A physicist decries “quantum woo”

January 23, 2014 • 1:07 pm

You may recall the bizarre “Biocentrism” theory of Dr. Robert Lanza, which I’ve discussed before (here, and here, for instance). I’ve also consulted Official Website Physicist™ Sean Carroll, who pronounced biocentrism pretty much a crock. If you want Lanza’s scholarly explanation of biocentrism (and take a Pepto-Bismol first), read this piece he wrote for The American Scholar (shame on that journal!).

Surprisingly, Lanza is a medical doctor and researcher at Wake Forest University in North Carolina, and has some solid scientific accomplishments under his belt. So it’s hard to understand why he’s fallen sway to a woo-laden theory that assures, us, based on quantum physics and the Mystery of Consciousness, that death is merely a figment of our imagination and that, because of the Observer Phenomenon, life creates the universe.

Biocentrism is a baff-gabbley gemisch of nonsense, and one physicist has gotten fed up with it—and with the practice of many people, like Deepak Chopra, who suborn quantum physics (which they don’t really understand) to sell feel-good philosophy (and merchandise) to the public.

Lanza has repeated his nonsense in an interview/article in the November 14 Daily Mail, and that proved too much for Dr. Phil Moriarty, a physicist at the University of Nottingham.  He’s mad as hell about the quackery-zation of quantum physics, and won’t take it any more. He’s produced an 11.5-minute rant about the misguided uses of quantum mechanics, inspired by Lanza’s theory; and it’s a rant that does this biologist’s heart good. Only a real physicist could take apart a quack like Lanza so well:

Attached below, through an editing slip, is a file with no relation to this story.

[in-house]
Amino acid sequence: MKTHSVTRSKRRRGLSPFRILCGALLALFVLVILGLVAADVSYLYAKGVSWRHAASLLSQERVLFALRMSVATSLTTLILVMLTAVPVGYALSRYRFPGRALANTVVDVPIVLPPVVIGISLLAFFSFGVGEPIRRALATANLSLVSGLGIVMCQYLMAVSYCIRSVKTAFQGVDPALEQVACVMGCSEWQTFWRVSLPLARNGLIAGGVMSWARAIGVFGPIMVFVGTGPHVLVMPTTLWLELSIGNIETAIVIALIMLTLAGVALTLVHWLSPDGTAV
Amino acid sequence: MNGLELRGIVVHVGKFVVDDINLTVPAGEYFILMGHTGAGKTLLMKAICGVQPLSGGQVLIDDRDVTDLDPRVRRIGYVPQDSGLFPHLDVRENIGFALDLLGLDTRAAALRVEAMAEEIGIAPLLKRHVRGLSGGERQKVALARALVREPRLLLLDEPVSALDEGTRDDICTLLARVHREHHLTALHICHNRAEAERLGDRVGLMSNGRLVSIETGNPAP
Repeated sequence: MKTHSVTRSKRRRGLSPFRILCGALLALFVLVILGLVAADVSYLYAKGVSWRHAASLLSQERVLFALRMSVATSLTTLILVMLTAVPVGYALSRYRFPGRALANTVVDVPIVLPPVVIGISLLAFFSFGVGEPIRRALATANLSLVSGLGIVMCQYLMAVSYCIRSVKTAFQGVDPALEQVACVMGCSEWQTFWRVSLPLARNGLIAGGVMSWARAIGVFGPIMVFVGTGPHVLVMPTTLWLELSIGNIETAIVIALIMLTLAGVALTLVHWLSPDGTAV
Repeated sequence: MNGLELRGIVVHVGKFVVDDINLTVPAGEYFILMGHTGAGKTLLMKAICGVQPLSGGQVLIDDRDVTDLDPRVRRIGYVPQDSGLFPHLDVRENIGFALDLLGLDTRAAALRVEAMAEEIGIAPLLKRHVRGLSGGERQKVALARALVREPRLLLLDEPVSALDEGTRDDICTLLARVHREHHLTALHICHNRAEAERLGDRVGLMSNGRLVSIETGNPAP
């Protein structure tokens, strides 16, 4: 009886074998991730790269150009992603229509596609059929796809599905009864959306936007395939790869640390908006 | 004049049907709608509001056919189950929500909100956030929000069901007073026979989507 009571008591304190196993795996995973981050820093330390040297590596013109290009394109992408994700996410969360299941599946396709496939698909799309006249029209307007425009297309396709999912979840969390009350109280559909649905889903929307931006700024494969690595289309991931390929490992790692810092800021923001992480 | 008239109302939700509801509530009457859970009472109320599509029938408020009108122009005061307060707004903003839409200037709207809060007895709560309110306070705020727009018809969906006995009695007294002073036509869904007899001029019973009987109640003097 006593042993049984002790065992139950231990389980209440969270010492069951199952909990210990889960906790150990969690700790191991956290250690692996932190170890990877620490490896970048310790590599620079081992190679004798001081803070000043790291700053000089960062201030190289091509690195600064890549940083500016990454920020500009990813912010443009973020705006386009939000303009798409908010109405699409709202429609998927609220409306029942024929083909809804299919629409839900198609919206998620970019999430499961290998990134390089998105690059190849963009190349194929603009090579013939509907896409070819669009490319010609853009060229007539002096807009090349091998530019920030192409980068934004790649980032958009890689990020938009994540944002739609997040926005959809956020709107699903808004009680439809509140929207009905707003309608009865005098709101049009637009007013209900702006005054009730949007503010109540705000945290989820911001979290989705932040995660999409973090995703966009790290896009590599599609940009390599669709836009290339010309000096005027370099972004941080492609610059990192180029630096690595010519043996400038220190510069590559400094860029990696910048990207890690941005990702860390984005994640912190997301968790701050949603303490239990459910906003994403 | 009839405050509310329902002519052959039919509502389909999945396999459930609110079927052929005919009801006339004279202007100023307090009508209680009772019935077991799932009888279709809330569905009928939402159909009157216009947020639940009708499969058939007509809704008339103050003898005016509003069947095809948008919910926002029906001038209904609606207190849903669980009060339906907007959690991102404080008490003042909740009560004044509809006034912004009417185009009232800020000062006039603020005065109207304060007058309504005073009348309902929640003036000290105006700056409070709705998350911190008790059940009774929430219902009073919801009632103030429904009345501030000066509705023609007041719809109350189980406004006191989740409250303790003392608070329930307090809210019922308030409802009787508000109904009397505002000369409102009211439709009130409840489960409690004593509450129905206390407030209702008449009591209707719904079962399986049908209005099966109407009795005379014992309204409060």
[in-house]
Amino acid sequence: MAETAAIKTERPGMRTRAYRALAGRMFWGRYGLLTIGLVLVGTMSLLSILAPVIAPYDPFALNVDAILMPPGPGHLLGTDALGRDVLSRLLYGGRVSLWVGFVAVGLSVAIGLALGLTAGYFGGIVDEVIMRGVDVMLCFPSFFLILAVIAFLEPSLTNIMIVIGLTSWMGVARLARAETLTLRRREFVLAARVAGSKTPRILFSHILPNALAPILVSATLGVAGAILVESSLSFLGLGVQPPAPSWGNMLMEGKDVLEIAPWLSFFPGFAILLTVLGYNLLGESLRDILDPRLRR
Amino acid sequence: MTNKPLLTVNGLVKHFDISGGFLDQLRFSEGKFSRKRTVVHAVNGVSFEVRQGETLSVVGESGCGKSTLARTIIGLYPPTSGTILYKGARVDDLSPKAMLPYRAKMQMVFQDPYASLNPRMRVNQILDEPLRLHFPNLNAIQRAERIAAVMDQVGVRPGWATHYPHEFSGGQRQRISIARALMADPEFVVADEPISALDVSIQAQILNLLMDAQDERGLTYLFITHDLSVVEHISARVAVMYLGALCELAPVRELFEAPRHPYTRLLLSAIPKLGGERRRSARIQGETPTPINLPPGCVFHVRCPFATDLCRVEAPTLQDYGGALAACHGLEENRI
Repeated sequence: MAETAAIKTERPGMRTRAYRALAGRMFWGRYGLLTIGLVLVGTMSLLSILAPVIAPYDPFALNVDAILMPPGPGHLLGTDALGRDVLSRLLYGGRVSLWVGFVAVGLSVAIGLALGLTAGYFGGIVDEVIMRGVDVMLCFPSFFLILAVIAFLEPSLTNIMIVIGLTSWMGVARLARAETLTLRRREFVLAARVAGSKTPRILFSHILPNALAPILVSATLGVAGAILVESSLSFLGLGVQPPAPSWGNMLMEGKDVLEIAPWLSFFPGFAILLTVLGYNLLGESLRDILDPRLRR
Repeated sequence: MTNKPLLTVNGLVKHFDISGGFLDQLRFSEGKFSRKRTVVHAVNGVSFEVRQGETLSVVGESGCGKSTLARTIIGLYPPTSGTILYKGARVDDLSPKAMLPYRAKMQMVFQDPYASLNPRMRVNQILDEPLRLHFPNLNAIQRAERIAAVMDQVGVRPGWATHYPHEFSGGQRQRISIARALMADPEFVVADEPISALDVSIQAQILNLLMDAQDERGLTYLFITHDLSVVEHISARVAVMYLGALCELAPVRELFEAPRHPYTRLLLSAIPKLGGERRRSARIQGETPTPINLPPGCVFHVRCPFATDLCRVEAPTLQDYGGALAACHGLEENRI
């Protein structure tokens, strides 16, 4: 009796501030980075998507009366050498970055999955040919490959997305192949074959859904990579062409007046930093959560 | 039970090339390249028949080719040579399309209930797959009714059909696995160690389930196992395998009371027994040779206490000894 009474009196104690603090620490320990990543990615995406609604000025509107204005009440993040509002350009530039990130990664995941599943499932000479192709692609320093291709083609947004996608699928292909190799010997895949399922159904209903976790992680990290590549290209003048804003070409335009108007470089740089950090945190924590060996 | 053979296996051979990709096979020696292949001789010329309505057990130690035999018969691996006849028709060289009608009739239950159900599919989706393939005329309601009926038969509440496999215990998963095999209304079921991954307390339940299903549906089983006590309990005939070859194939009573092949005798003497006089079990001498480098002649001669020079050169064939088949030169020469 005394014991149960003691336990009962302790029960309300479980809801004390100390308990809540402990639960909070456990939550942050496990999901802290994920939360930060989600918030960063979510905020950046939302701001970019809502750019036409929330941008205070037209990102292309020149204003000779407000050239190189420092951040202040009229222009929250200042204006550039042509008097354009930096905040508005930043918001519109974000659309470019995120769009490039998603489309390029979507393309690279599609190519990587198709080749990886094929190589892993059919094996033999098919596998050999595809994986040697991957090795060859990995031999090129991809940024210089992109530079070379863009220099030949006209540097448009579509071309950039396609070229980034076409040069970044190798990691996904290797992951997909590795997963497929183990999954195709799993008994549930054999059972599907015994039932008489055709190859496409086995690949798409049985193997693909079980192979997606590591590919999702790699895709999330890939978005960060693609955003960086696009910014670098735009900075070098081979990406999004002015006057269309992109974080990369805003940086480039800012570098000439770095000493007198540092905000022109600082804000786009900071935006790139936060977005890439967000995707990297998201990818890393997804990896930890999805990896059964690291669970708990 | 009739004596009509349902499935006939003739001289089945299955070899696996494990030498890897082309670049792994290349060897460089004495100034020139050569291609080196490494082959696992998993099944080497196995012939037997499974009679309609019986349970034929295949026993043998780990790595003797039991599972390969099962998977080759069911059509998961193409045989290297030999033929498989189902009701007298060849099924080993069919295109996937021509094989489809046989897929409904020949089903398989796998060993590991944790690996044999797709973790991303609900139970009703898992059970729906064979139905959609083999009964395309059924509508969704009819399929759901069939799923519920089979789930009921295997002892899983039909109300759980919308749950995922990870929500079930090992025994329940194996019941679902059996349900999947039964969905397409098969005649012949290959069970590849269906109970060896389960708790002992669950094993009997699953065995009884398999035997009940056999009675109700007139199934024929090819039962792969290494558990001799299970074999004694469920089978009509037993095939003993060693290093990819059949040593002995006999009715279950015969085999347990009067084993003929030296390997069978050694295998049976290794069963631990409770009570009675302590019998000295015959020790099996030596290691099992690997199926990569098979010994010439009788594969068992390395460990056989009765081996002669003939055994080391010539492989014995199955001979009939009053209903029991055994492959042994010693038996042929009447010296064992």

That’s how we evolutionists feel about creationism.

And as a reward for exercising your brain by watching that, here’s a 28-second video that features, near the end, just two seconds of the most bizarre locomotion ever seen in a domestic cat (19-21 seconds in).

h/t: Jesper, Su

146 thoughts on “A physicist decries “quantum woo”

  1. Hang on a minute. Weren’t we just told by Roger Highfield that “physics is an example of what a mature scientific discipline should look like, one that does not waste time and energy combating the agenda of science-rejecting creationists”?

    1. Yup, you got it. As this video highlights, even something as seemingly objective as physics has to contend with religious and spiritual misinterpretations. Highfield is clearly mistaken if he thinks evolutionary biologists are somehow doing it wrong and could avoid wasting time and energy combating anti-science agendas if they just got a little more rigorous and mathematical.